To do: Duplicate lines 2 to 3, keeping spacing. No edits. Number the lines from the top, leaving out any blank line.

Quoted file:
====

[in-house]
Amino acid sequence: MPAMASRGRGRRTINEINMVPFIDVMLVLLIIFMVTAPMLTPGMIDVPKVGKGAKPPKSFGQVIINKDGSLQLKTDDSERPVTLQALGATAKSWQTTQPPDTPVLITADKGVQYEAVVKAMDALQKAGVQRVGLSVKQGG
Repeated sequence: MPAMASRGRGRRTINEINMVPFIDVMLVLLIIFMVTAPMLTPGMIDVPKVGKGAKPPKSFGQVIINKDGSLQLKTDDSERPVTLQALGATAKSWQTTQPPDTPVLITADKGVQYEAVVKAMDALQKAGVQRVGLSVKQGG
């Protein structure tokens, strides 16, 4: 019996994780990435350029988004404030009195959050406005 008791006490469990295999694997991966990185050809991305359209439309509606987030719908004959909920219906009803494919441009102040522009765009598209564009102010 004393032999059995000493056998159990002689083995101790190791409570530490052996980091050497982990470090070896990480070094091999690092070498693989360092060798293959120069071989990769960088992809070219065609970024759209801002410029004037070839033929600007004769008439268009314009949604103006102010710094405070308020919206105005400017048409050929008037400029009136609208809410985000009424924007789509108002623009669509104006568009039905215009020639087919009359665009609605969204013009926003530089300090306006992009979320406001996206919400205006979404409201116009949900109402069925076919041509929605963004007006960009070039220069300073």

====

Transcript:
Amino acid sequence: MPAMASRGRGRRTINEINMVPFIDVMLVLLIIFMVTAPMLTPGMIDVPKVGKGAKPPKSFGQVIINKDGSLQLKTDDSERPVTLQALGATAKSWQTTQPPDTPVLITADKGVQYEAVVKAMDALQKAGVQRVGLSVKQGG
Repeated sequence: MPAMASRGRGRRTINEINMVPFIDVMLVLLIIFMVTAPMLTPGMIDVPKVGKGAKPPKSFGQVIINKDGSLQLKTDDSERPVTLQALGATAKSWQTTQPPDTPVLITADKGVQYEAVVKAMDALQKAGVQRVGLSVKQGG